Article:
Is it worth selling your old Nomic to get the new one? Obviously not....no way in fact. Worth making a few mods on either tool to suit your own climbing...you bet.


My old Nomic and umibilical about to pull a bulge on Curtain Call



















Here are the details:


Tool weights:

old shaft 366g (+4g)
new shaft 362g


pommel old 20g (-4g)
pommel new 24g


old Cascade pick w/weight 188g (+8g)
new Cascade pick w/weight 180g


Old Nomic is 8g heavier with the old pick design. Old Nomic is the same weight with the new "ICE" pick design.

8g = 1.4 oz. Dbl click the pictures for the details where required.




































































My undying, loyalty, respect and appreciation to Daniel Harro for loaning me his new Nomics for this review :) But..... you'll need to get in line for the hammers!


The link below is worth a read as well.
http://cascadeclimbers.com/forum/ubbthreads.php/topics/947206/Re_New_Nomic

6 comments:

Daniel Harro said...

Thanks for th info! I am supprized how much the tool swing changes when you add the Petzl hammer on, I can see why the light you can make the hammer and the closer the weight is to the head can really make a difference.

Anonymous said...

Dane,

You are a real craftsman. The hammer fits my old Nomic perfect. I like how close it fits to the head and how light it feels.

Thanks!

Larry

Bruno Schull said...

HI Dane,

After several years on Quarks, I have gotten a pair of old style Nomics, and recently had the chance to try them out for the first time. The ultimate proof of their design, perhaps, is that they immediately felt natural and precise. It really is such a well-balanced tool.

I know that in this blog for the most part you focus on gear, however, I wondered if I could pick your brain about two technique questions related to Nomics.

1) It's interesting to have the option of swinging the tool with one or two fingers above the upper grip rest, and the other fingers below. I thought this would be uncomfortable, but it felt fine. I did notice that after some time swinging that way, my upper fingers got tired. What's the word on the street about holding/swinging the tool like this? Good thing? Bad thing? Just another option?

2) I'm wondering about the best way to integrate the higher grip position into upward progression. I understand that using the second grip can reduce the number of swings/tool placements on a climb, but how do people apply this? For example, swing and place one tool on the lower grip, step higher, change hands to the higher grip...and then step higher again? I guess my understanding is that you try to take another set of steps up with your feet on each tool placement, walking your feet as high as possible, and using the upper grip to balance. Another option would be to not take extra steps up with your feet, and just use the upper grip to reach higher. What do folks do?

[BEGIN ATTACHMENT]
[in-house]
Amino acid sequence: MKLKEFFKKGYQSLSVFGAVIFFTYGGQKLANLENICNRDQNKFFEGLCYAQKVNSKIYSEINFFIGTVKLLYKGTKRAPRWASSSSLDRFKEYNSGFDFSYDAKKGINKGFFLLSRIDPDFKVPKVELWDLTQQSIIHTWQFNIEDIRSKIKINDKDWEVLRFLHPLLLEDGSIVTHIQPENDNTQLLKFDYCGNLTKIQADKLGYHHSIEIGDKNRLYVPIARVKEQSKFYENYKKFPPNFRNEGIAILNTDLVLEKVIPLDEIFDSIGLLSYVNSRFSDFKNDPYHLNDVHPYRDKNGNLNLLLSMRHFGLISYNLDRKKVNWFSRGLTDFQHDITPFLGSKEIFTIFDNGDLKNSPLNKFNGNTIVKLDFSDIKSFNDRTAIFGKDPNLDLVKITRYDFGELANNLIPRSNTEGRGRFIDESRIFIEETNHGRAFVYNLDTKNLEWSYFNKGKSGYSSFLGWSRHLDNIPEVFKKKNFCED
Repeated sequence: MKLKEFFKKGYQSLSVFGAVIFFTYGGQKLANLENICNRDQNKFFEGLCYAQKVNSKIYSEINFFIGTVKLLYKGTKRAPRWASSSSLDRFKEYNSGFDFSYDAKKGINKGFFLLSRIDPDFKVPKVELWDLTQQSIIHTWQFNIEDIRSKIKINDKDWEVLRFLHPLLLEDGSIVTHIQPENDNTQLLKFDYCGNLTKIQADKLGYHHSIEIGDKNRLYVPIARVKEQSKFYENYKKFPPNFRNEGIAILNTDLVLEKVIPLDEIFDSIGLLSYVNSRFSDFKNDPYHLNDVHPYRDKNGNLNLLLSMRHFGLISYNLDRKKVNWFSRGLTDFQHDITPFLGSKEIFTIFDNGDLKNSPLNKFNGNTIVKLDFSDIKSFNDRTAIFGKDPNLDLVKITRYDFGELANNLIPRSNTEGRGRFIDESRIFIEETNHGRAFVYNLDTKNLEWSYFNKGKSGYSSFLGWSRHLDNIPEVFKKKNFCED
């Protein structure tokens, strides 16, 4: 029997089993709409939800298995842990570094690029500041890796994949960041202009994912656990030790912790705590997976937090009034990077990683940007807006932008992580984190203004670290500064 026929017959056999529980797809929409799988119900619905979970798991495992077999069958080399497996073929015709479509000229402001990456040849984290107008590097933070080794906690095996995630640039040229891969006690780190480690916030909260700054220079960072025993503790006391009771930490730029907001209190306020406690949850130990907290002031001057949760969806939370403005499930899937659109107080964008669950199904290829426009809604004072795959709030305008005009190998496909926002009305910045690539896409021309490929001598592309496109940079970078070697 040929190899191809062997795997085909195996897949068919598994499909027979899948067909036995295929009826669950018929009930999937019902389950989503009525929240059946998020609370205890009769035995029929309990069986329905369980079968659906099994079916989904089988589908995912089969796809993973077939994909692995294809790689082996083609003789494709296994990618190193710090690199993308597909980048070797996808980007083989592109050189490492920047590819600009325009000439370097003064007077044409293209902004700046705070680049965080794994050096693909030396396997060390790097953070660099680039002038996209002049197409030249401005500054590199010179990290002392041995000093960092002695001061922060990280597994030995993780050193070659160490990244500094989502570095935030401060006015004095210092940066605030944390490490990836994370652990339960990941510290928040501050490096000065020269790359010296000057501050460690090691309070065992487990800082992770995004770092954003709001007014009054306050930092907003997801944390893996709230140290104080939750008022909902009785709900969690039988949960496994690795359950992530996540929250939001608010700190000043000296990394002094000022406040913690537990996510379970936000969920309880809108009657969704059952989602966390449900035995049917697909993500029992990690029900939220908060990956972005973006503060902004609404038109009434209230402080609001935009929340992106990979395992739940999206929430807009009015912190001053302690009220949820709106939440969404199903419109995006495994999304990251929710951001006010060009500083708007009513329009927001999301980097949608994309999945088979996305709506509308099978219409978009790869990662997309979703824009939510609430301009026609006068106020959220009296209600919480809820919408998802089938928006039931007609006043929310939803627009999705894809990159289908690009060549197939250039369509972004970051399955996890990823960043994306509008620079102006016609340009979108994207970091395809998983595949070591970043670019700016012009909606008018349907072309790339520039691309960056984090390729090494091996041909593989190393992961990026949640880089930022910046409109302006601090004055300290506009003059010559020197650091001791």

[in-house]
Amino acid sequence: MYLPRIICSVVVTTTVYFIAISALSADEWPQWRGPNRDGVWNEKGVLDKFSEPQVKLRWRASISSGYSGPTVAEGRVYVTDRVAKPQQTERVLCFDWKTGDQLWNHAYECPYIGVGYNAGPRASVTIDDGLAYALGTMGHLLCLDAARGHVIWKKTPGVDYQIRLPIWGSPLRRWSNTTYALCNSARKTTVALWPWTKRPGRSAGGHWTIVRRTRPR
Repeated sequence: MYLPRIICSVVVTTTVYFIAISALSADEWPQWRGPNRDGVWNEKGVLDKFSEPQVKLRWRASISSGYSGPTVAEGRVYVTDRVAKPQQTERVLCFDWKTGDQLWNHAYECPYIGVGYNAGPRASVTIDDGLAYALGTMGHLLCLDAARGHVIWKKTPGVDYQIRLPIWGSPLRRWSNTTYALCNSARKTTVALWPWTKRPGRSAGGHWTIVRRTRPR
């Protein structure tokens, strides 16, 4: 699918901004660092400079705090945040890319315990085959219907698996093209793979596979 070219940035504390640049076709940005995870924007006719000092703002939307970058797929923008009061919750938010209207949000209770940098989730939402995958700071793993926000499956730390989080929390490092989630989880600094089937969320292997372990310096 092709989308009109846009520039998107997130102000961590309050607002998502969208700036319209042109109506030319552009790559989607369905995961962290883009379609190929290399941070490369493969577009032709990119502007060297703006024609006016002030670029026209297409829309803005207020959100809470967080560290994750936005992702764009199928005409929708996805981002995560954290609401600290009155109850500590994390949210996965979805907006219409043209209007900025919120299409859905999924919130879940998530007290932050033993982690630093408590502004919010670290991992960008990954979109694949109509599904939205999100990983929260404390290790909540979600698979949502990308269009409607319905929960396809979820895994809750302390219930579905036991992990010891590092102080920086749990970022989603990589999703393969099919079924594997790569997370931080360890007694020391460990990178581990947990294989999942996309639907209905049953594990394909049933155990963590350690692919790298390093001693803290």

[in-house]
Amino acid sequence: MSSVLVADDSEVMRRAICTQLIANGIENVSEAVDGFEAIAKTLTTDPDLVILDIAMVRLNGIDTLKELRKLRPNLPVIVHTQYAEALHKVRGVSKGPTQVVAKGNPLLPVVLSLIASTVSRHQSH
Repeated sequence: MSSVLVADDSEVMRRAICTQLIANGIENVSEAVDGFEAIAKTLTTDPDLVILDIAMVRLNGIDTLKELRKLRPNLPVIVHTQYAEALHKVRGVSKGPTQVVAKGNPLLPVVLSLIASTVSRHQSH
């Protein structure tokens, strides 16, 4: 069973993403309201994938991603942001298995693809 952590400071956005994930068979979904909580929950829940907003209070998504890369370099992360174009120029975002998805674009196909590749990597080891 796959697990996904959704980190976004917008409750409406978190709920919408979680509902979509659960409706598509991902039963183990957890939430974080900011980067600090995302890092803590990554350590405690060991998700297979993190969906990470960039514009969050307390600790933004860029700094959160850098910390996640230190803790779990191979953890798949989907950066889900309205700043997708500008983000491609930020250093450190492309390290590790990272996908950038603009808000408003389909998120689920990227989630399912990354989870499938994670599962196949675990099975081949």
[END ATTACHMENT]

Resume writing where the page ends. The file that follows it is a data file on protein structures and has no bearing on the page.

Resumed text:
OK, that's all, and many thanks,

Bruno

Dane said...

Hi Bruno,
I'll try to give a short answer for each question. My opinions of course and not that of the publisher :)

"I did notice that after some time swinging that way, my upper fingers got tired. What's the word on the street about holding/swinging the tool like this?"

I think the general concensus is that using a "trigger" is an easy way to seriously damage the tendons in your index and middle finger if they are fully weighted and cold. On occasion I still use that position on easier terrain at times with big gloves...but I am aware of the the dangers of doing so.

"I understand that using the second grip can reduce the number of swings/tool placements on a climb, but how do people apply this?"

Here is what I do..
With a good stick on my 1st tool I will body holster my 2nd tool (usually around my neck or on my shoulder) and match on the 1st tool. Once I get set in the upper 2nd grip on tool #1 and with my feet as high as possible I'll then plant my 2nd tool. Great way to bypass one stick and sometimes really useful. I do it more on really steep and difficult technical ice than any where else. Generally saves a bunch of strength, time and swings even if you just do it a few times per pitch.

I originally found it a little stange to fully commit to having both hands on one tool. Still not my favorite feeling but I find much of climbing is just convincing yourself everything is normal anyway :)

It works, is faster and easier..so I am an obvious fan.

Anonymous said...

Hi Dane,

Just wondering, have you tried the new Quark?

thanks

Dane said...

I have used the new Quark. With the issues of the new pommels being unreliable on the Ergo and Nomic..the new Quark is the only current Petzl tool I can recommend.

I noticed Ueli Steck used a new Quark and an old Nomic on an Oct 2010 ascent of the Dru Coulior.

No suprize really as the newest Quark is really only an older Nomic with a spike on the shaft.